The Official Losing Presidential Campaigns Tier List, Part II
Finishing the rankings of America's greatest losers
Read part one here:
Richard Nixon, 1960
It really was the perfect outcome.
As far as Richard Nixon’s career goes, not much attention is given to his Vice Presidency. In the popular imagination, he’s squarely a creature of the ‘60s and ‘70s, the embodiment of the very spirit of those times. In a lot of ways, he was. But he was also around for quite a long time before that, and to get to that point, he had to eat a metric ton of dirt. From the candidate recruitment committee to the U.S. House to the U.S. Senate, Richard Nixon spent decades carrying the water for men more important than him so he could finally have his turn. And by all accounts, there was no period of his career where he was more in the mud than during his eight years under Dwight Eisenhower.
The best way to characterize the relationship between Eisenhower and his second-in-command would be that of an absent father. The tone here was set very early on. Right after Nixon was named as Eisenhower’s running mate in the 1952 election, the Checkers scandal broke, forcing Nixon to meet privately with Eisenhower to beg to stay on the ticket. He was photographed leaving the meeting in tears. While Eisenhower still kept him on the ticket, it is said that he never fully forgave Nixon for the embarrassment he caused. Four years later, he tried to kick him off the ticket again. Even as Nixon stayed on both times, Eisenhower never truly accepted him as his successor, despite the fact that he had been pretty clearly picked for that exact purpose.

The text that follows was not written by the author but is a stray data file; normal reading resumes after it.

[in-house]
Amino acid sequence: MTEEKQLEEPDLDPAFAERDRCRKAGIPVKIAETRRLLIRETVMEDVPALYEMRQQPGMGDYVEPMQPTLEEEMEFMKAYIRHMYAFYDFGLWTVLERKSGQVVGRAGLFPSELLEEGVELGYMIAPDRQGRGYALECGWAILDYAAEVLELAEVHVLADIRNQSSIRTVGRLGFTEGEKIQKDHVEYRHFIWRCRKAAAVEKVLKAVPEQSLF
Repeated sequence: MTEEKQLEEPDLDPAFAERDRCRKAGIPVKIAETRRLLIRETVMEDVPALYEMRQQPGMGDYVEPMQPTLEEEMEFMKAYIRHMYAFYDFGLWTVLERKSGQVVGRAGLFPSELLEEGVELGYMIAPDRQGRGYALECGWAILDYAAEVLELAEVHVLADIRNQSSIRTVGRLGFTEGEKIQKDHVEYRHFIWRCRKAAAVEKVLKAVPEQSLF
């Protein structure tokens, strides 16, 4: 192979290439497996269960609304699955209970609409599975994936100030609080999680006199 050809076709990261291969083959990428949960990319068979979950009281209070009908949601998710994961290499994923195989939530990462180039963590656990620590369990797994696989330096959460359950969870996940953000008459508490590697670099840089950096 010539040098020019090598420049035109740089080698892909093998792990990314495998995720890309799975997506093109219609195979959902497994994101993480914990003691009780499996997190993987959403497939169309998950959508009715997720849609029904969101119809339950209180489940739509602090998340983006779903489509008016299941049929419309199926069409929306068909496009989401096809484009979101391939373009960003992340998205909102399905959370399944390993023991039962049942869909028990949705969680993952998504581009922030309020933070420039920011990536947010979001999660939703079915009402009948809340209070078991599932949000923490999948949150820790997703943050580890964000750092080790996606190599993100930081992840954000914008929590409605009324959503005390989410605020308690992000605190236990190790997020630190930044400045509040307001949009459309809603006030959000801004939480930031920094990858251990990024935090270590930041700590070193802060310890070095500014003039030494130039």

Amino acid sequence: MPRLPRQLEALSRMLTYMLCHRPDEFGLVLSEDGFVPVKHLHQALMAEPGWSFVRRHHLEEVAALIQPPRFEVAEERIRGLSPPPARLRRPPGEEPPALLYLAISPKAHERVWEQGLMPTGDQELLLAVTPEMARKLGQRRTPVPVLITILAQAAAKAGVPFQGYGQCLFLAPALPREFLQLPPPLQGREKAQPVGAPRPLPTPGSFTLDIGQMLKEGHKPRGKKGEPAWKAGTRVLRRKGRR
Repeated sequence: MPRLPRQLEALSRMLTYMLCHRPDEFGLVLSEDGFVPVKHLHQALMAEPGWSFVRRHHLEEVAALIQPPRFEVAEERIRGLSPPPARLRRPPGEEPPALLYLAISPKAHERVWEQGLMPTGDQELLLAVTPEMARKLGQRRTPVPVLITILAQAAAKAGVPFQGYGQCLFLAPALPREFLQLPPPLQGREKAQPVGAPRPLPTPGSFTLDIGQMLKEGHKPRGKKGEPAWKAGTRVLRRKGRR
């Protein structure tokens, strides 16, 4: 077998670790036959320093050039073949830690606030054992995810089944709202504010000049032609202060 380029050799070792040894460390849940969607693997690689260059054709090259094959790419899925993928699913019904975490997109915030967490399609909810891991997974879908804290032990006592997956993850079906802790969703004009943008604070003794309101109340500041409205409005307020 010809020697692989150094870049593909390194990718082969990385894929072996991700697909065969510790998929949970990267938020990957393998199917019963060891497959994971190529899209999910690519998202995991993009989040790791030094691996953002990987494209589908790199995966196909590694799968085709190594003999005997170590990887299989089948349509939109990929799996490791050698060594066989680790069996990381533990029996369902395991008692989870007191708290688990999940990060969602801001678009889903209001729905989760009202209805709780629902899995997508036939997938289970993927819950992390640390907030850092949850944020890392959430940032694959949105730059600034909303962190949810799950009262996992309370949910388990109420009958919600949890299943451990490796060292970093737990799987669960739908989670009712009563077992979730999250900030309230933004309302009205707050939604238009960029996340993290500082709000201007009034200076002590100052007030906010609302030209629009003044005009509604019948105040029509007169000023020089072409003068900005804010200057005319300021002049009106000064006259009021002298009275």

I’m bringing all this up to help provide some context to one of the most singularly baffling decisions on this list: Nixon’s decision to keep Eisenhower at arm’s length and run as his “own man.” This was a bad decision, and it undermined his campaign from the very start. The difference between it and the other bad decisions that undermined entire campaigns is that Nixon’s chosen strategy of independence wasn’t a poor choice in and of itself, and he actually executed it quite well. Given that the 1960 election occurred in between Eisenhower’s two landslides and the Republican dominance in presidential elections between 1968 and 1988, it’s easy to take a competitive Republican performance that year for granted. It shouldn’t be. Nixon’s bid came only two years after a historic wipeout for Republicans in the 1958 midterms. It’d been 32 years since a Republican who wasn’t a world-renowned war hero had managed to win a presidential election. It was years before the rise of the issues that carried him to victory in a far less impressive campaign eight years later. But despite all of this, Nixon still came within an inch of winning. In that context, it was a very impressive performance.
So, why not have Nixon higher up? I considered it, but it’s hard to give him too much credit for executing a merely good strategy when simply swallowing his pride one last time and attaching himself to Eisenhower would have likely ensured a win. There are also his extraordinarily famous errors and gaffes, like his refusal to wear makeup during the televised debates and his insistence on visiting all 50 states. All of this added to an utterly sublime final outcome: Nixon being denied the thing he desperately wanted, more than anything in the world, because he began to believe in himself too much. He deserved absolutely nothing less.
Mitt Romney, 2012
George Romney, Mitt’s father, once said that “you can’t be too right and too soon and win elections.” The first part of his line isn’t very accurate, at least as his son is concerned. Mitt Romney is a silly conservative with silly ideas, making him quite far from being “too right” about anything. The second part, however, is extraordinarily accurate. Mitt Romney’s nomination absolutely came too soon.